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Smallest-scale technologies for a big medical impact
With the further development of the Center for Micro and Nanochemistry and Engineering (Cµ), the University of Siegen is boosting medical research into aspects of (bio)chemical sensor technology in the School of Science and Technology.
The causes of most diseases can be found on the microscopic level. The tiniest organisms such as viruses, bacteria and fungi have an enormous impact on human health and can trigger a wide range of diseases, as shown by the current coronavirus pandemic. To enable successful therapy, we need fast and reliable diagnostics. Medical knowledge forms the basis, but the procedures and materials used are also vital for diagnosing diseases.
This is one field of work of the Center for Micro and Nanochemistry and Engineering, Cµ for short, at the University of Siegen. It also conducts research in other fascinating areas, e.g. in (bio)chemistry. The research center at the School of Science and Technology examines how chemical processes function at the microscopic and nanoscopic levels as well as at interfaces, i.e. the area between two different bodies or phases. The center pools expertise in the fields of micro and nanotechnology, sensor development, and new materials. Its research groups cooperate across disciplines to develop novel materials, methods, and integrated systems for micro and nanotechnology which can be used in diagnostics, for example to detect contamination with bacteria or fungi.
Their work has not gone unnoticed: Recently, the researchers were granted third-party funding for several medically relevant projects which focus on the detection of and effective measures against bacteria and antimicrobial resistance. This funding secured by the University of Siegen totals EUR 1.2 million. The programs are all international cooperation projects. This underlines the successful approach of the Cµ and will help cement Siegen as a central node in an international research network with ties to strong local partners. Just two of the cooperation partners in the region are ATTO-TEC, a local business, and the hospital Diakonie Klinikum Jung-Stilling. The central cell biology and microbiology labs at the Cμ play a pivotal role in all the projects. The new projects demonstrate the wide spectrum of the research center. They build on a series of medically relevant projects already being conducted by members of the Cμ. For example, in April 2020, a two-year NRW patent validation project on selective cell division and purification was launched (partner: Diakonie Klinikum Jung-Stilling). It supplements existing activities, e.g. by Prof. Dr. Peter Haring Bolívar and Dr. Anna Katharina Wigger in terahertz research into the detection of DNA and tumor markers, which has repeatedly gained funding from the DFG SPP ESSENCE (Electromagnetic sensor for Life Sciences) program. Other related projects are the cystic fibrosis project conducted by Dr. Mareike Müller (supported by the Christiane Herzog Foundation) and the research by Prof. Dr. Ulrich Jonas into wound dressings with medication depots for more efficient therapy of chronic wounds (BMBF project Medistorplast). The newly approved projects have a common focus on sensor technology and materials for the detection of and effective measures against bacteria and antimicrobial resistance.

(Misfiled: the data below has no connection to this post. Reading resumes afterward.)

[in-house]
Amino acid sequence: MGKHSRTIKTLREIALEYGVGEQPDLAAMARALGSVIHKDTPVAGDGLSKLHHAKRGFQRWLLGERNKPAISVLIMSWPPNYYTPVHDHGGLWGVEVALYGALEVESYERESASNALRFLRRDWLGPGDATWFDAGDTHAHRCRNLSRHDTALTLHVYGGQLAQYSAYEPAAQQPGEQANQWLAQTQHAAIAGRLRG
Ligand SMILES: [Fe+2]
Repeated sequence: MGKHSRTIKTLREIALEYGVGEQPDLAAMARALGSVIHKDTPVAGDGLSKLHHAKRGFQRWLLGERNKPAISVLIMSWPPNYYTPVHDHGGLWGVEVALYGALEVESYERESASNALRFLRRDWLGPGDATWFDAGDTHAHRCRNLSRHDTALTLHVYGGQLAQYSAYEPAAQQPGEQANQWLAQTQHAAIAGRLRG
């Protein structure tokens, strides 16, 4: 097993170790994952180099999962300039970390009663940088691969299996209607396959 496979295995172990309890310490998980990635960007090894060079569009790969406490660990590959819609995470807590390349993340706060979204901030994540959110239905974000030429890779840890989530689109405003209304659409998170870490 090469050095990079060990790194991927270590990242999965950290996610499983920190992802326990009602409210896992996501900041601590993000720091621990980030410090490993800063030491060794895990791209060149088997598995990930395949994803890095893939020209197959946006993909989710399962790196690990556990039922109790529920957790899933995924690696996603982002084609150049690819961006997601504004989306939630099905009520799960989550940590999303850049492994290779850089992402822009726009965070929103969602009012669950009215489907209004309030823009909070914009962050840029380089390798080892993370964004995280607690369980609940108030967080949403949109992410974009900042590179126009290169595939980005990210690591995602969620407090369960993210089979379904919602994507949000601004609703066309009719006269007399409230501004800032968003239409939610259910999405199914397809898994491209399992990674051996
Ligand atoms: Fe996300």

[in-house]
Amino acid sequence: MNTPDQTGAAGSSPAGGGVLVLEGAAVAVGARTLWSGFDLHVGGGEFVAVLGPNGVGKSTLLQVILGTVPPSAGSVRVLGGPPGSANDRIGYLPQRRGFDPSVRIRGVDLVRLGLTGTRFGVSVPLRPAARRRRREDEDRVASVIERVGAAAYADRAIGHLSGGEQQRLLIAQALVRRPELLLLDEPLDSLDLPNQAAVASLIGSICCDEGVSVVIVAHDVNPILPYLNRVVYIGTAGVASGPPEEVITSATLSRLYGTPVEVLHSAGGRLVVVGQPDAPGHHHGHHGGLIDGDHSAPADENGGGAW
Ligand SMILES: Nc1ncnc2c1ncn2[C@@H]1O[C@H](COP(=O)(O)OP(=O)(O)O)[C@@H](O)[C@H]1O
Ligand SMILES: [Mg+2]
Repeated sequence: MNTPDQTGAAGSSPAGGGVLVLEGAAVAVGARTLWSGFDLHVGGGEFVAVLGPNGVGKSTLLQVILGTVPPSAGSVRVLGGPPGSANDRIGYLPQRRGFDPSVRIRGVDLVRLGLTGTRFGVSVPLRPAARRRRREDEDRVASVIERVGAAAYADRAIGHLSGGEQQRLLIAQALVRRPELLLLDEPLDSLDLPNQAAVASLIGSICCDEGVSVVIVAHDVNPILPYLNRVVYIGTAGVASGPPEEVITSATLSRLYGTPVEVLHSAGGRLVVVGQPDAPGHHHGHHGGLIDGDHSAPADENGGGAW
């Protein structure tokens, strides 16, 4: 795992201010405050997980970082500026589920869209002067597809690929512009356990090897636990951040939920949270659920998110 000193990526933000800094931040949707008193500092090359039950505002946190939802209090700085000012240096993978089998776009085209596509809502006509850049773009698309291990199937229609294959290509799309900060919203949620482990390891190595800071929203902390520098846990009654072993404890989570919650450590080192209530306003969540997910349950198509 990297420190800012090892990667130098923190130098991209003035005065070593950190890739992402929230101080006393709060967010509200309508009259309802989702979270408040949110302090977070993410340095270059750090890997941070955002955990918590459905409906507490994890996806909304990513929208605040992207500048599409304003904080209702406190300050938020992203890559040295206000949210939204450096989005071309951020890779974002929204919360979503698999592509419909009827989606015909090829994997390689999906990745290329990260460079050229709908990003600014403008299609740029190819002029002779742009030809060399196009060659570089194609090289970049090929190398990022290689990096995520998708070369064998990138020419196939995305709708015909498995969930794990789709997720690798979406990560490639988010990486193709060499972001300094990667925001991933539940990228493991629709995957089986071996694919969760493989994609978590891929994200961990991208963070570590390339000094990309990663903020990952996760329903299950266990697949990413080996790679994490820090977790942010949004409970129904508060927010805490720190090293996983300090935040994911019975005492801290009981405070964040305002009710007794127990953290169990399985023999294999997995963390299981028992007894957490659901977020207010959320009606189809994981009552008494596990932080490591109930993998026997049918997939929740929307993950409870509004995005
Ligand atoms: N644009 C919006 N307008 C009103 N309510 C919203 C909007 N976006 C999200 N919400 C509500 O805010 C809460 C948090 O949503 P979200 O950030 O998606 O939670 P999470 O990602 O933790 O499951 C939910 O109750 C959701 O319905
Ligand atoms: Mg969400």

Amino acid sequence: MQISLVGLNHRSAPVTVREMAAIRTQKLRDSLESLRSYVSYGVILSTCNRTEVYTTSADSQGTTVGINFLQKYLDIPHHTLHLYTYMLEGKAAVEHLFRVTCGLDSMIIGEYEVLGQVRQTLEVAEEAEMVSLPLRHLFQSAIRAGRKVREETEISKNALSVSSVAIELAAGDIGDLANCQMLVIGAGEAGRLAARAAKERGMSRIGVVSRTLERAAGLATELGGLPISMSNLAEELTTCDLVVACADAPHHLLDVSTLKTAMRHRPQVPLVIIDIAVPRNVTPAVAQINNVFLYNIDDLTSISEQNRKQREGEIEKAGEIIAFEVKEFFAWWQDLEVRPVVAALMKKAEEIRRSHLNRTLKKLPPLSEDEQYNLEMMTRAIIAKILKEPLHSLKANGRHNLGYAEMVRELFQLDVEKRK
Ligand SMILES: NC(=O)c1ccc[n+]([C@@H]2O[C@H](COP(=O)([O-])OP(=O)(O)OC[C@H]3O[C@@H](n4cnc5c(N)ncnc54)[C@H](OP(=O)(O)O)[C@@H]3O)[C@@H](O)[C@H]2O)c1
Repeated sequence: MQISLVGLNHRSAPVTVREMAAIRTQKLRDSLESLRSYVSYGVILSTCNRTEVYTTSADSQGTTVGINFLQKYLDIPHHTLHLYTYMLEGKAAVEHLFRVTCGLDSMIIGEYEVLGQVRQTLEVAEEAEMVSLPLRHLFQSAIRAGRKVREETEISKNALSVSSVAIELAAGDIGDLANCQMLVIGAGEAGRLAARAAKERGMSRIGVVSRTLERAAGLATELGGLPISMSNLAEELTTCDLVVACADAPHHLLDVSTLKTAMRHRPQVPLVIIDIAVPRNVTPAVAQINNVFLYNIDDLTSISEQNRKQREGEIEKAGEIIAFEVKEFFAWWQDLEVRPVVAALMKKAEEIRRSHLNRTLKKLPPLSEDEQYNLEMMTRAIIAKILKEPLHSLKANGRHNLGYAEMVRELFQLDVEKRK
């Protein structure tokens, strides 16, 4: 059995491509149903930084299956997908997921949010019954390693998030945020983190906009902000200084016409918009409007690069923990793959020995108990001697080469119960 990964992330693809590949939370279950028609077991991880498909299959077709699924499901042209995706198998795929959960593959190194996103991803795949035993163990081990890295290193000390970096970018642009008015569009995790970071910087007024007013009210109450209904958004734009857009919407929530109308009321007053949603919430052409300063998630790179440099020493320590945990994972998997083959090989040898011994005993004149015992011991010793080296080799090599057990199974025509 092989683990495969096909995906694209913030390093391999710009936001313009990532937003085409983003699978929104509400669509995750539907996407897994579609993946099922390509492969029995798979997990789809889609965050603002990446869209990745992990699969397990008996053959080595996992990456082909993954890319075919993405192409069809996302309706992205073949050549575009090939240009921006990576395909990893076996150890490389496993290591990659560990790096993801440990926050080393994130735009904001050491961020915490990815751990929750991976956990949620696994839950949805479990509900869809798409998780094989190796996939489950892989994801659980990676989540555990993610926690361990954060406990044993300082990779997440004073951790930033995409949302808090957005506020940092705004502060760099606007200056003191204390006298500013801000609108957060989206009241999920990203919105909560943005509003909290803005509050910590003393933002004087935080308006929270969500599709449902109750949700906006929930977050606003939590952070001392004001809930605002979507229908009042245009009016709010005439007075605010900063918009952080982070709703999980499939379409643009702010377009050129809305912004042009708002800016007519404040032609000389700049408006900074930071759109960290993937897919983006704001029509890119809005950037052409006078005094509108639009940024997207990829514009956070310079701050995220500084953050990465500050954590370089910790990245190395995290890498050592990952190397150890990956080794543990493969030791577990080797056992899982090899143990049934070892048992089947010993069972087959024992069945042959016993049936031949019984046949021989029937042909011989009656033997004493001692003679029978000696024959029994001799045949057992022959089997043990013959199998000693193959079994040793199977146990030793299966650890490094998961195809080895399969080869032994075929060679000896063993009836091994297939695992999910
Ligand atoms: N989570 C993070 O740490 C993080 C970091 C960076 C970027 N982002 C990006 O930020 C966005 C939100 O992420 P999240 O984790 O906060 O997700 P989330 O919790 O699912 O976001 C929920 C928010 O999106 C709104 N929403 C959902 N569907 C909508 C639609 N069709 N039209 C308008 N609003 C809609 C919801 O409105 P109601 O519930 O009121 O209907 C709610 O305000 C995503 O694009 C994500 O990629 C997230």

The Marie Skłodowska-Curie training network STIMULUS started operations on October 1, 2020. Project partners include ATTO-TEC and the hospital Diakonie Südwestfalen. STIMULUS is a European project dedicated to reducing infections in the healthcare sector. Its object of research is intelligent wound dressings which can recognize and treat bacterial infections without the need to open the wound.
The NAPARBA project coordinated by Prof. Dr. Holger Schönherr was launched on November 1, 2020. It is supported by the Southeast Asia - Europe Joint Funding Scheme on Research and Innovation. The scientists are examining nanoparticle-based detection of antibiotic-resistant bacteria. Project partners are Koç University in Istanbul (Turkey) and the Research Centre of Chemistry – LIPI (Indonesia).
Dr. Schönherr is also coordinating another project. TARGET-THERAPY is scheduled to start in early 2021. This research project, which in Siegen also involves Prof. Dr. Ulrich Jonas and Dr. Mareike Müller, is dedicated to the targeted therapy of pathogenic bacteria in the lung by means of photodynamic treatment. Its goal is to significantly improve the treatment of infections in biofilms in the lung caused by the multiresistant pathogen P. aeruginosa, which is classed by the WHO as highly critical. This work is supported by the ANR and BMBF within German-French collaborations on antimicrobial resistance. The project partners are researchers at the School of Medicine of the University of Brest (France) and the University of Reims Champagne Ardenne (France).
The Research Center will also benefit from new buildings at the University. After the completion of the INCYTE research building on the Adolf-Reichwein-Straße campus, scientists will be able to use further capacities at a central location. This will enable them to work hand-in-hand on high-level projects in microchemistry and biology. The INCYTE building will house a large part of the lab-intensive and technically demanding research areas of the School of Science and Technology and the Technical Center for Micro and Nanoanalytics (MNaF). On a floor space of some 5,200 m², the building will offer facilities including preparation and synthesis laboratories, a clean room for sensor development, labs with special protection equipment for (bio)sensor applications, and lab spaces for the large technical systems of the MNaF.
Prof. Dr. Holger Schönherr